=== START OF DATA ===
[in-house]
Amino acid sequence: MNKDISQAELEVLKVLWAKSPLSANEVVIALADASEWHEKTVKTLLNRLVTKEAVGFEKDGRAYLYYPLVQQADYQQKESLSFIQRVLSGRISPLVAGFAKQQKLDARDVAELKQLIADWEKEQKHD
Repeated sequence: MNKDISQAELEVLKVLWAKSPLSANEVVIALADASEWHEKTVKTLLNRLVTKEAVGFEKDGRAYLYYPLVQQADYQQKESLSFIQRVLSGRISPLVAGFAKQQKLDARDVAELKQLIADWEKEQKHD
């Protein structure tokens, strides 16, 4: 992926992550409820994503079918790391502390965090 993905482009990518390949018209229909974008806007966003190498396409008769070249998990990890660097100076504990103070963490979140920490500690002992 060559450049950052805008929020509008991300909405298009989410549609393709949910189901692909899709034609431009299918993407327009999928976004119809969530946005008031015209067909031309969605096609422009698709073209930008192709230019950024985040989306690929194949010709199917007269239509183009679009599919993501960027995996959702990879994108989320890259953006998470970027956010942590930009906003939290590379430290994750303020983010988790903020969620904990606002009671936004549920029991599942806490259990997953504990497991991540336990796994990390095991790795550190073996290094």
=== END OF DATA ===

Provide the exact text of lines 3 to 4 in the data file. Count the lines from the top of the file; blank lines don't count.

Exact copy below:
Repeated sequence: MNKDISQAELEVLKVLWAKSPLSANEVVIALADASEWHEKTVKTLLNRLVTKEAVGFEKDGRAYLYYPLVQQADYQQKESLSFIQRVLSGRISPLVAGFAKQQKLDARDVAELKQLIADWEKEQKHD
């Protein structure tokens, strides 16, 4: 992926992550409820994503079918790391502390965090 993905482009990518390949018209229909974008806007966003190498396409008769070249998990990890660097100076504990103070963490979140920490500690002992 060559450049950052805008929020509008991300909405298009989410549609393709949910189901692909899709034609431009299918993407327009999928976004119809969530946005008031015209067909031309969605096609422009698709073209930008192709230019950024985040989306690929194949010709199917007269239509183009679009599919993501960027995996959702990879994108989320890259953006998470970027956010942590930009906003939290590379430290994750303020983010988790903020969620904990606002009671936004549920029991599942806490259990997953504990497991991540336990796994990390095991790795550190073996290094």